Luckily the guideline has been changed now and Sarenne who is infamous for making binary prefix changes has been banned. Fnagaton 08:26, 20 June 2007 (UTC)
I have requested lifting of the ban. Although the possibility remains that anonymous edit-warring (which was probably Sarenne) could take place, at worst we can still allow registered users to edit. Fourohfour 10:18, 20 June 2007 (UTC)
Indeed, a few other articles have also been unprotected recently and it appears as though the anonymous Tor user (Sarenne) has stopped doing those edits now. It's easy to spot anyway if it does happen, some anonymous user changing lots of articles to use binary prefixes. Fnagaton 10:29, 20 June 2007 (UTC)
I assume that someone with admin powers can bulk-revert these changes? Fourohfour 10:32, 20 June 2007 (UTC)
I don't know if there is a bulk revert option for admins. I just revert the individual changes and place some text on the talk page for the IP saying it is a Tor exit node. Eventually an admin does the ban. Fnagaton 18:33, 20 June 2007 (UTC)

Remove Graphics capabilities[edit]

The article still has a "too long" tag, one that I generally disagree with. However one obvious candidate for snippage is the list of video modes, which really doesn't belong here. But then the OS release versions also seems somewhat out of place at that point.


Maury 15:16, 25 July 2007 (UTC)

Edit, sorry, I mean "Graphics capabilities" of course. Maury 15:19, 25 July 2007 (UTC)
The information belongs there, but it could be made more concise for this article, and possibly put in a table. More detailed info could go elsewhere. I'm wary of creating too many pointless small articles that just split stuff too far and only go into slightly more detail than the parent though. Fourohfour 20:54, 30 July 2007 (UTC)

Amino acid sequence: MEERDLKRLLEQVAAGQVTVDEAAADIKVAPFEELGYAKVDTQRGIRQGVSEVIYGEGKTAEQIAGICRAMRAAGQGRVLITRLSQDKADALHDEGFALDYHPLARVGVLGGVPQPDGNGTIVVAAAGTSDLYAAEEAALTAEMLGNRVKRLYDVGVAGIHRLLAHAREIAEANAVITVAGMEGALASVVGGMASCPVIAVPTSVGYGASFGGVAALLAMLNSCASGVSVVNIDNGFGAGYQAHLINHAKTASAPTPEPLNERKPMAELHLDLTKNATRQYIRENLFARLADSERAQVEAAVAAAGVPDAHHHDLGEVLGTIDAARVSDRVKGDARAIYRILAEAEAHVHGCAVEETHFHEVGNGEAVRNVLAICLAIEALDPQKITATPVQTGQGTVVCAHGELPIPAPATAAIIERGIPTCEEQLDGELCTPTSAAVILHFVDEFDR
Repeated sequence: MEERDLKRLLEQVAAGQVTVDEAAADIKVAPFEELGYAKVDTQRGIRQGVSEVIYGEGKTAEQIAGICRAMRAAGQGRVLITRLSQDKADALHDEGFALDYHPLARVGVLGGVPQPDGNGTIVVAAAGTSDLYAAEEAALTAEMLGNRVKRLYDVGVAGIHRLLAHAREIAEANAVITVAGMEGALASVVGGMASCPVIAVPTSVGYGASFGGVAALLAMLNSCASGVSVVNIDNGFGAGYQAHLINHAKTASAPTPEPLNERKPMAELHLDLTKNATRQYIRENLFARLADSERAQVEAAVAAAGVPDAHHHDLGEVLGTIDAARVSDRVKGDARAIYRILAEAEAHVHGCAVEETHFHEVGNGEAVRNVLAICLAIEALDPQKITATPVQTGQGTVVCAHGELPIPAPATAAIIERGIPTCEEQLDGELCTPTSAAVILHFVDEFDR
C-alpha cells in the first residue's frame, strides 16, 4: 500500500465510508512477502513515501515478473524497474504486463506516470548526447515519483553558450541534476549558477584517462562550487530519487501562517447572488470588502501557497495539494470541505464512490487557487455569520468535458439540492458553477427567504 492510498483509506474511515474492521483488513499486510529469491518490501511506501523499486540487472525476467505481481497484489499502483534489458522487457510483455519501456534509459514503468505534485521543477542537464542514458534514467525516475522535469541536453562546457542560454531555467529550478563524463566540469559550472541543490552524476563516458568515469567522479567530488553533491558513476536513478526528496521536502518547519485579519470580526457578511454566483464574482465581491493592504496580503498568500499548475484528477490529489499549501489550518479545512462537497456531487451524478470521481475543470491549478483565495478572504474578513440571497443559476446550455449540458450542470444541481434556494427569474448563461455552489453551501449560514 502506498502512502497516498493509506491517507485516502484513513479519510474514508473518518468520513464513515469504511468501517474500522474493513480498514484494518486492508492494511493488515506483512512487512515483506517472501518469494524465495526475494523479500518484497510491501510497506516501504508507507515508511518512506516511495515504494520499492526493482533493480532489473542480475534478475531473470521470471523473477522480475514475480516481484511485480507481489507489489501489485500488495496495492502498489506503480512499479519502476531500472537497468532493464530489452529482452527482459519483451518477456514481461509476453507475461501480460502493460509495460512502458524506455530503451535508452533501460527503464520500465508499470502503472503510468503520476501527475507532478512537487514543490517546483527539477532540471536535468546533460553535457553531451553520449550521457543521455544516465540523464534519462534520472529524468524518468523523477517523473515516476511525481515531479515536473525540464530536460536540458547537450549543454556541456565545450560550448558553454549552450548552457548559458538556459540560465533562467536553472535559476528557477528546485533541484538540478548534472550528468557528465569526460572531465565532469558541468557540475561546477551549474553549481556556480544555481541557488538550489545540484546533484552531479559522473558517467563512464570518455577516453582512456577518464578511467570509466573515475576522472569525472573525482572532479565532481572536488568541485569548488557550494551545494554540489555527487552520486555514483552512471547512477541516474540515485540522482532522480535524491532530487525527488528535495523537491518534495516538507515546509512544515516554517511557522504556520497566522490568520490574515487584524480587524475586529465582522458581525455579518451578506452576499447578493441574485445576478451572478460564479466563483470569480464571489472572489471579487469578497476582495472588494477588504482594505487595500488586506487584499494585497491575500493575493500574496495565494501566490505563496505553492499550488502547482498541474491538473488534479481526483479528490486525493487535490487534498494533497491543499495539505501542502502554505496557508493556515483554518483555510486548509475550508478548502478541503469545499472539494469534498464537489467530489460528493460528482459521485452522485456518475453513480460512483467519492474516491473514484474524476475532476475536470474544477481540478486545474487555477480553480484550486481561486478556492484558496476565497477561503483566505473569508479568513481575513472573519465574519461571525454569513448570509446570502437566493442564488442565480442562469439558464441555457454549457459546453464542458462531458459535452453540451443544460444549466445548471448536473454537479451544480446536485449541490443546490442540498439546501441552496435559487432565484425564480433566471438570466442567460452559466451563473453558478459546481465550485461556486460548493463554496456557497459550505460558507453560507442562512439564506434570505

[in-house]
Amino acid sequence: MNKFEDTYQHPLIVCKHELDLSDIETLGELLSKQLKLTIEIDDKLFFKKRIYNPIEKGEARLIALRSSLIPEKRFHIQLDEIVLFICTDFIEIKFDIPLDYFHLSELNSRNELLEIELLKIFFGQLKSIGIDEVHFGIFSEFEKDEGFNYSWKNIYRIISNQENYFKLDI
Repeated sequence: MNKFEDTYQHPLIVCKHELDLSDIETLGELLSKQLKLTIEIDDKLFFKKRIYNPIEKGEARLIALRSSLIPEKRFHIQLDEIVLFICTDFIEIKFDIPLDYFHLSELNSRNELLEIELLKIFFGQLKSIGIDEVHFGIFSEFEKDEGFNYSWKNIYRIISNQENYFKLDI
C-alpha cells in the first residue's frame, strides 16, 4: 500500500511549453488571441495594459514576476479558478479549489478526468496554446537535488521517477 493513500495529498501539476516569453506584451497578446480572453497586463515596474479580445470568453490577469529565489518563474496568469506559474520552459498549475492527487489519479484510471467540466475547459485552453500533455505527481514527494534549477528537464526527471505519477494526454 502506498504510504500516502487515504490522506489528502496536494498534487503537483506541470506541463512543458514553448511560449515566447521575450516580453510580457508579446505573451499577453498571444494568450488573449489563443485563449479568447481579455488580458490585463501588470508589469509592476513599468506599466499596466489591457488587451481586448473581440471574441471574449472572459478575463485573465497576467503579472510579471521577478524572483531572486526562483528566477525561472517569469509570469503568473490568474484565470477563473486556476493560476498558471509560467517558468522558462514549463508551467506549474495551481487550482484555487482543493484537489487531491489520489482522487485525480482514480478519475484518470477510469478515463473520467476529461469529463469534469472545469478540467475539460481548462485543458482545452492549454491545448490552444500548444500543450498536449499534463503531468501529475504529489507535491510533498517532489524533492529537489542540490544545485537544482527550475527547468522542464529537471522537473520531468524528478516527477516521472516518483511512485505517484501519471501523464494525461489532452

Well actually I think they should just be removed and thrown in the trash. This isn't the Atari Hardware Reference Manual, and if someone wants to know it, it can be found in seconds with a Google search. So, and reason not to just remove it outright? Speak now, or forever hold your peace! Maury 20:56, 30 July 2007 (UTC)
You could say that about a lot of things. I agree that this isn't (and wasn't suggesting it should be) the Reference Manual, but an overview of its graphics capabilities isn't out of place. Perhaps an example graphic for each mode might even be useful. Fourohfour 23:17, 30 July 2007 (UTC)

But why do you think this material should be here? It's just not encyclopedic. Perhaps a much simplified version, as in the C64 article, but anything beyond that just doesn't seem useful. People come here to know what this was, not how to program it. Maury 00:26, 31 July 2007 (UTC)

...and then I went and asked a tech question on the C64 page about this, which kinda invalidates my own point. *sigh* Ideas on some examples? Maury 03:22, 31 July 2007 (UTC)

A summary of the main modes and a small graphical illustration at the same scale for each. Maybe stripped of the more "reference manual" type technical info. Fourohfour 12:26, 31 July 2007 (UTC)

Shielding vs. Slots[edit]

the article currently states: "Due to the FCC restrictions, the 400/800 couldn't allow slots like those found on the Apple II computers."